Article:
A train derails with an ensuing fire and evacuation of a neighborhood. What was the root cause of the derailment?
Cohesive zone modeling is a powerful tool for predicting delamination in adhesively bonded structures. Veryst engineers use their expertise in experimental and computational fracture mechanics to calibrate cohesive zone models for accurate prediction of adhesive failure.
Medical devices, such as the cranial perforator here, show imperfections that are rejected by physicians. Veryst investigates the source of these imperfections and recommends steps to remove them.
A commonly encountered failure mode in microfluidic devices is delamination between adjacent device layers. Veryst examined the influence of control channel geometry on the delamination pressure of a pneumatic microfluidic valve using finite element analysis.
A high-strength reinforced hose failed in service under normal operating conditions well before its intended design life. Inspections of the subject hose revealed that failure was mainly due to delamination.
A plastic lever on a consumer product failed unexpectedly in service. Veryst determined the root cause of the failure and provided design recommendations to prevent similar failures from occurring again.
Solvent bonding, although an effective way to join thermoplastics, can pose process challenges that reduce bond strength. Veryst uses FTIR microscopy to characterize the interface structure of solvent bonds, obtaining a “chemical image” of the solvent-bonded interface. The result is a full understanding of the bond and ways to improve its strength and reliability.
Guidewires and stents can become entangled during deployment. Veryst assists in determining whether product design plays any role in these events.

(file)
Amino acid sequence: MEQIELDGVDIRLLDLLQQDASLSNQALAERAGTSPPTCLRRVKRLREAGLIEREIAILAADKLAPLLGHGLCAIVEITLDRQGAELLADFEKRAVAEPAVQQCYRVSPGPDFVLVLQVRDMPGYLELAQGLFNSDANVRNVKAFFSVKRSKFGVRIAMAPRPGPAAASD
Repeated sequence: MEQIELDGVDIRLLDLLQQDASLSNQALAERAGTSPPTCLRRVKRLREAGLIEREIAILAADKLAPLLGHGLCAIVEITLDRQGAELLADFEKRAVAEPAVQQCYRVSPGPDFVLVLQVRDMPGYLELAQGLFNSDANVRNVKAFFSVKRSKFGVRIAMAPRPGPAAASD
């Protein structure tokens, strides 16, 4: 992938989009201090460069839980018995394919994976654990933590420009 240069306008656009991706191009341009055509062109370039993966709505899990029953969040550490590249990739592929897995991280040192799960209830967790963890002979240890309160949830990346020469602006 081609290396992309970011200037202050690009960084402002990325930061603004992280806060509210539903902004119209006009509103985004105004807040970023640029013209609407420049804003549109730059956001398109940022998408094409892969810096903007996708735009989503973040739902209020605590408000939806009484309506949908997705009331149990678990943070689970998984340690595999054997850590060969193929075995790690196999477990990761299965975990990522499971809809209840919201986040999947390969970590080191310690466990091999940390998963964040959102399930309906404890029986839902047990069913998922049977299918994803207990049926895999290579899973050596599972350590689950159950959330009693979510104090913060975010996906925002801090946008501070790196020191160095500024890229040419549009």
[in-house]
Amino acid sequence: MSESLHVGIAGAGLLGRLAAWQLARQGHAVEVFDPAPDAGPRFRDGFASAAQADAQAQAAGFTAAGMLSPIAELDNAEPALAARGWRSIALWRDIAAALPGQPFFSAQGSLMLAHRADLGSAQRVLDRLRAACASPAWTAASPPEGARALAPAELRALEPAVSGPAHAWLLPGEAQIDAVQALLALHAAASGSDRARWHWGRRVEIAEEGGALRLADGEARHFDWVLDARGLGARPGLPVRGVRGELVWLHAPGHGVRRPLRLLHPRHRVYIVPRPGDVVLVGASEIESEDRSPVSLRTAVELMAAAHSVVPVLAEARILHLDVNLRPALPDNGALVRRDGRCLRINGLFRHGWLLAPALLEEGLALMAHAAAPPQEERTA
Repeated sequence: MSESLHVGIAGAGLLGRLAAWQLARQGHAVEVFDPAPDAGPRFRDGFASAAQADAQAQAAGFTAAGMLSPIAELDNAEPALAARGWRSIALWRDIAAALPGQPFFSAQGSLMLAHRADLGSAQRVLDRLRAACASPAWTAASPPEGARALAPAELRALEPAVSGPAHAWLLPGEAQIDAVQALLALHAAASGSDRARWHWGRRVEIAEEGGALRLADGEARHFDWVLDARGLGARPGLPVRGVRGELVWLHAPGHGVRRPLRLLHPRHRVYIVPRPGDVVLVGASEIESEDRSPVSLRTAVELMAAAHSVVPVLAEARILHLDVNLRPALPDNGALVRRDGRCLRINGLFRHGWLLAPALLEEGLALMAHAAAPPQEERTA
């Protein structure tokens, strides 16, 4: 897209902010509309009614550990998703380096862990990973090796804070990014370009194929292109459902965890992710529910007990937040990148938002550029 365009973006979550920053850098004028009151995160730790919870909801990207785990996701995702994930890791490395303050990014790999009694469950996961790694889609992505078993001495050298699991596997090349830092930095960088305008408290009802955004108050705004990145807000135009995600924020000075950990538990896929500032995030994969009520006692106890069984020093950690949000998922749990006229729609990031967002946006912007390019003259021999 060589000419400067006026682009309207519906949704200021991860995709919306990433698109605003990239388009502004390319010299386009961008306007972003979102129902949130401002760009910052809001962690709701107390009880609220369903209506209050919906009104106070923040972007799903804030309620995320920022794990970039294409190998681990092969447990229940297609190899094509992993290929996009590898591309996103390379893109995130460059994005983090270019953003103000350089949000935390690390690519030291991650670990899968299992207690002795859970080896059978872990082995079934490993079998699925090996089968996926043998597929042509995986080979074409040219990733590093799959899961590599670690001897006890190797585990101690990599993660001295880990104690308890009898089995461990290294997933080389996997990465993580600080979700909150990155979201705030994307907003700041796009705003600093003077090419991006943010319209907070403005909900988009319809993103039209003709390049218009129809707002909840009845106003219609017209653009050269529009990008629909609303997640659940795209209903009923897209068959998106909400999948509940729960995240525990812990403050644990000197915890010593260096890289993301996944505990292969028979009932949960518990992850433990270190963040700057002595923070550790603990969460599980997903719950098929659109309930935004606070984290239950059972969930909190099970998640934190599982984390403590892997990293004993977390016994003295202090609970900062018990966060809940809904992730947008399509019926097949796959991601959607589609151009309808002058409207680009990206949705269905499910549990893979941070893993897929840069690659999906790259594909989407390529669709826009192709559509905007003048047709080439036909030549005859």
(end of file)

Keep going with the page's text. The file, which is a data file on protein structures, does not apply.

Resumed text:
Veryst developed a new test method for measuring fracture toughness under impact loading that does not require measurement of load or crack length. We have used this method to help clients in the automotive and electronics industry understand how adhesives fail under impact conditions.
Stiction in MEMS devices can occur during manufacturing, testing, and operation in the field. Veryst Engineering approaches this problem through design and manufacturing processing to assure that stiction is eliminated in MEMS structures.
Veryst used topology optimization to design an additively manufactured bracket for adhesive assembly and then used cohesive zone modeling to predict the strength of the bonded joint.
An osteotome unexpectedly failed during a plastic surgery operation. Veryst was hired to explain the failure.
A plastic clip used to retain a patient support failed, resulting in an occupant death. Veryst was asked to determine the cause of failure.
How long will a product last? This is an essential question during product development, but accurately predicting product end of life can be hampered by limited data. Veryst provides a method for the reliability engineer to predict end of life with a small sample size and shows how the proper lifetime prediction method can eliminate unexpected field failures.
Veryst can predict the ultimate strength and failure modes of design concepts generated using topology optimization and produced using additive manufacturing. We use advanced finite element analysis (FEA) that accounts for the nonlinear behavior of the material being used to make the part.